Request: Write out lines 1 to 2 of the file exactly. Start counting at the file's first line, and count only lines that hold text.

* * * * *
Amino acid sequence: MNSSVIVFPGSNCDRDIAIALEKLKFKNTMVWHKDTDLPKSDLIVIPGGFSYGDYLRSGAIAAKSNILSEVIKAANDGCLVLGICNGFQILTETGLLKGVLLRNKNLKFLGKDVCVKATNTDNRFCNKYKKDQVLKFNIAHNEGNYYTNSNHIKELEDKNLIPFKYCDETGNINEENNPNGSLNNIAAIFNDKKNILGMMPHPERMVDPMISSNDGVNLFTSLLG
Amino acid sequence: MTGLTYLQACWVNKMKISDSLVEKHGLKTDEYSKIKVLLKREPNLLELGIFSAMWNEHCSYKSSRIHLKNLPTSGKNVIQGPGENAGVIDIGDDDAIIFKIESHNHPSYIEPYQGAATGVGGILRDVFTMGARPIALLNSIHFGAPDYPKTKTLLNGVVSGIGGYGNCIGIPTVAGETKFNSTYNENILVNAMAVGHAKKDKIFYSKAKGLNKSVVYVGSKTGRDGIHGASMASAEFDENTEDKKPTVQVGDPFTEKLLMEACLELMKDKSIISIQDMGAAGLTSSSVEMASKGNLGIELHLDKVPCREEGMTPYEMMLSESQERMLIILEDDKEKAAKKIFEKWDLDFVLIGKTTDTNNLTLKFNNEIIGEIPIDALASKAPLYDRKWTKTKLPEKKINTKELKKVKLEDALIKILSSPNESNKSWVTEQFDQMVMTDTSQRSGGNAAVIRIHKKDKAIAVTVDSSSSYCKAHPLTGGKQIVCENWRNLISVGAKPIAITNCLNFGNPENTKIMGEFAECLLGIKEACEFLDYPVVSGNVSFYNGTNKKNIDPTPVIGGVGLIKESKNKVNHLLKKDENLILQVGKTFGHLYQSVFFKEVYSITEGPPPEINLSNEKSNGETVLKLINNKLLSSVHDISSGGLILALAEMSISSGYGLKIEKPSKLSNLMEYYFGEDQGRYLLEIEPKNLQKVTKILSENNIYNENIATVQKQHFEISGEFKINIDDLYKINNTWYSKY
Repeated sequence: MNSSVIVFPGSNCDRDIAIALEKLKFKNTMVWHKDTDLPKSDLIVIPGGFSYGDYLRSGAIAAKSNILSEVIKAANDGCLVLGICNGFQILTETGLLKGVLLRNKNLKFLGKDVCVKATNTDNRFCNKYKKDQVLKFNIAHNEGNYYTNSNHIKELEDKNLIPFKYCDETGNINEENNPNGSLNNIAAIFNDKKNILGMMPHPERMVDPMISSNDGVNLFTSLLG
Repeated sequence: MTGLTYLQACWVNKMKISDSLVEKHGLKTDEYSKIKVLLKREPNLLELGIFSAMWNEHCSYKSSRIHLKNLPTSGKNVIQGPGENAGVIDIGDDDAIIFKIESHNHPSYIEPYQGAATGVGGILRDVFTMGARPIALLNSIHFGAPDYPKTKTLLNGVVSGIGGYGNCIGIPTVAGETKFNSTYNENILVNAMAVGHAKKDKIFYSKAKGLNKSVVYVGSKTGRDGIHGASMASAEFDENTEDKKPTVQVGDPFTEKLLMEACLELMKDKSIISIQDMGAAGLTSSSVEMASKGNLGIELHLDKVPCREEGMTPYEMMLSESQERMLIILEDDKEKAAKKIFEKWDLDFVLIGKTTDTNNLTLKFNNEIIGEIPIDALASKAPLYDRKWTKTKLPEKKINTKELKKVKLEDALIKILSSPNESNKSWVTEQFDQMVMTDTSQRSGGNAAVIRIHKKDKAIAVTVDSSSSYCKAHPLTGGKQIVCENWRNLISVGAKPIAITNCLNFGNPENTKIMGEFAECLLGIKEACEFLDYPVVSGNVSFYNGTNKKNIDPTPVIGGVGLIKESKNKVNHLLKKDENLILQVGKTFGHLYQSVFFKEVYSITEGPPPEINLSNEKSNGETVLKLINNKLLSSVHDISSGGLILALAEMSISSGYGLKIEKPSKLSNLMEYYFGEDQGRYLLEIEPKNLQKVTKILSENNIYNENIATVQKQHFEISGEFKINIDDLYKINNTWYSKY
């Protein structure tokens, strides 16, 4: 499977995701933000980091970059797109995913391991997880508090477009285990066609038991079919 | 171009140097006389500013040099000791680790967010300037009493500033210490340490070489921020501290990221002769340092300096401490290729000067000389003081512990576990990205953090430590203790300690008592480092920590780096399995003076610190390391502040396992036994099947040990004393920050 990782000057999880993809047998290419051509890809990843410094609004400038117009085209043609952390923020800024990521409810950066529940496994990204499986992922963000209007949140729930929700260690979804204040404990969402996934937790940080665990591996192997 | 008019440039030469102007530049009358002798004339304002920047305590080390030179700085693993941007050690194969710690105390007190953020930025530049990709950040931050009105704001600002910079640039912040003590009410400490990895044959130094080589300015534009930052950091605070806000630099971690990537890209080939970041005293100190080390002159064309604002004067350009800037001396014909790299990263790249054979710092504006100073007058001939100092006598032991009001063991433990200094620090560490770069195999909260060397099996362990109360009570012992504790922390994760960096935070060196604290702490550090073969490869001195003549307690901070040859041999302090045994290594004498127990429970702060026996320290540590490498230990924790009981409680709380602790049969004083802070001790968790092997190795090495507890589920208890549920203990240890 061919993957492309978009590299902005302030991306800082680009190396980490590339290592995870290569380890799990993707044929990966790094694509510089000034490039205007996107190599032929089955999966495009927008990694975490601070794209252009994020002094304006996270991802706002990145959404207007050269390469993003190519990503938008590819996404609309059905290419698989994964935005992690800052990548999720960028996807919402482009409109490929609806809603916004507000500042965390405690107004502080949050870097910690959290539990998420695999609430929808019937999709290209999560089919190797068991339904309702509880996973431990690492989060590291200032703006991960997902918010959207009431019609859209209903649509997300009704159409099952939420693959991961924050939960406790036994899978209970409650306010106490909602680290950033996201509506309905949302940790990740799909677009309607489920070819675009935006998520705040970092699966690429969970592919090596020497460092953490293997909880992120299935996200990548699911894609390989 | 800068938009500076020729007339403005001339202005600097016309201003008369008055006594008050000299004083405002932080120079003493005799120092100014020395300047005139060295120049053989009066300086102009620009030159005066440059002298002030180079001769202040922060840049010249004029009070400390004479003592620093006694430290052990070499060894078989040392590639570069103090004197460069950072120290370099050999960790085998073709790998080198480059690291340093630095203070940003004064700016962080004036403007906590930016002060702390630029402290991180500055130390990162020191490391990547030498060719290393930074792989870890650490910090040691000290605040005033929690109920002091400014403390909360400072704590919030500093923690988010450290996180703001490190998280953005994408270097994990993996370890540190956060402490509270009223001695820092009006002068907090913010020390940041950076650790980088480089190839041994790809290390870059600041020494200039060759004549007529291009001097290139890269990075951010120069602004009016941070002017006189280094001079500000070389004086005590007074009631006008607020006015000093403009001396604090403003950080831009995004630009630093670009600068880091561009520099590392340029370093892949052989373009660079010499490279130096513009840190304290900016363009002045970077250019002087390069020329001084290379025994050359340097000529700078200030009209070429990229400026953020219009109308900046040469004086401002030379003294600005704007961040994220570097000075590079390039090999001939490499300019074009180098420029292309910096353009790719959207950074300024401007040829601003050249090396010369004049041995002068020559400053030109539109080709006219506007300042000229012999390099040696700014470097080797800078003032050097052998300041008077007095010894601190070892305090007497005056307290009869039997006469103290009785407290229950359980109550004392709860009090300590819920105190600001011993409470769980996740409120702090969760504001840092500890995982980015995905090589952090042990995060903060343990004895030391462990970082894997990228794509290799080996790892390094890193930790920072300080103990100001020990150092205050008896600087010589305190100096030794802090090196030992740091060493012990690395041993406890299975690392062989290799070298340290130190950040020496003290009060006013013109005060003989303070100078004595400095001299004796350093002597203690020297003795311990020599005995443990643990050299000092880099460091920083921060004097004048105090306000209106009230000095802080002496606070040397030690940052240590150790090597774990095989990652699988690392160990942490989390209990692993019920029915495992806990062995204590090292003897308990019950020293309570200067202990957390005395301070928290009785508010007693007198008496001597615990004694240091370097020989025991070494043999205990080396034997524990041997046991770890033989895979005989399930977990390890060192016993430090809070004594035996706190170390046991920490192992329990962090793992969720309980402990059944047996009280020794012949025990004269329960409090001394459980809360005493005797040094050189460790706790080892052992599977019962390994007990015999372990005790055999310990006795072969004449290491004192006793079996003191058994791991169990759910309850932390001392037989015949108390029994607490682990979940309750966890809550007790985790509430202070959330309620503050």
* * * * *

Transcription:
Amino acid sequence: MNSSVIVFPGSNCDRDIAIALEKLKFKNTMVWHKDTDLPKSDLIVIPGGFSYGDYLRSGAIAAKSNILSEVIKAANDGCLVLGICNGFQILTETGLLKGVLLRNKNLKFLGKDVCVKATNTDNRFCNKYKKDQVLKFNIAHNEGNYYTNSNHIKELEDKNLIPFKYCDETGNINEENNPNGSLNNIAAIFNDKKNILGMMPHPERMVDPMISSNDGVNLFTSLLG
Amino acid sequence: MTGLTYLQACWVNKMKISDSLVEKHGLKTDEYSKIKVLLKREPNLLELGIFSAMWNEHCSYKSSRIHLKNLPTSGKNVIQGPGENAGVIDIGDDDAIIFKIESHNHPSYIEPYQGAATGVGGILRDVFTMGARPIALLNSIHFGAPDYPKTKTLLNGVVSGIGGYGNCIGIPTVAGETKFNSTYNENILVNAMAVGHAKKDKIFYSKAKGLNKSVVYVGSKTGRDGIHGASMASAEFDENTEDKKPTVQVGDPFTEKLLMEACLELMKDKSIISIQDMGAAGLTSSSVEMASKGNLGIELHLDKVPCREEGMTPYEMMLSESQERMLIILEDDKEKAAKKIFEKWDLDFVLIGKTTDTNNLTLKFNNEIIGEIPIDALASKAPLYDRKWTKTKLPEKKINTKELKKVKLEDALIKILSSPNESNKSWVTEQFDQMVMTDTSQRSGGNAAVIRIHKKDKAIAVTVDSSSSYCKAHPLTGGKQIVCENWRNLISVGAKPIAITNCLNFGNPENTKIMGEFAECLLGIKEACEFLDYPVVSGNVSFYNGTNKKNIDPTPVIGGVGLIKESKNKVNHLLKKDENLILQVGKTFGHLYQSVFFKEVYSITEGPPPEINLSNEKSNGETVLKLINNKLLSSVHDISSGGLILALAEMSISSGYGLKIEKPSKLSNLMEYYFGEDQGRYLLEIEPKNLQKVTKILSENNIYNENIATVQKQHFEISGEFKINIDDLYKINNTWYSKY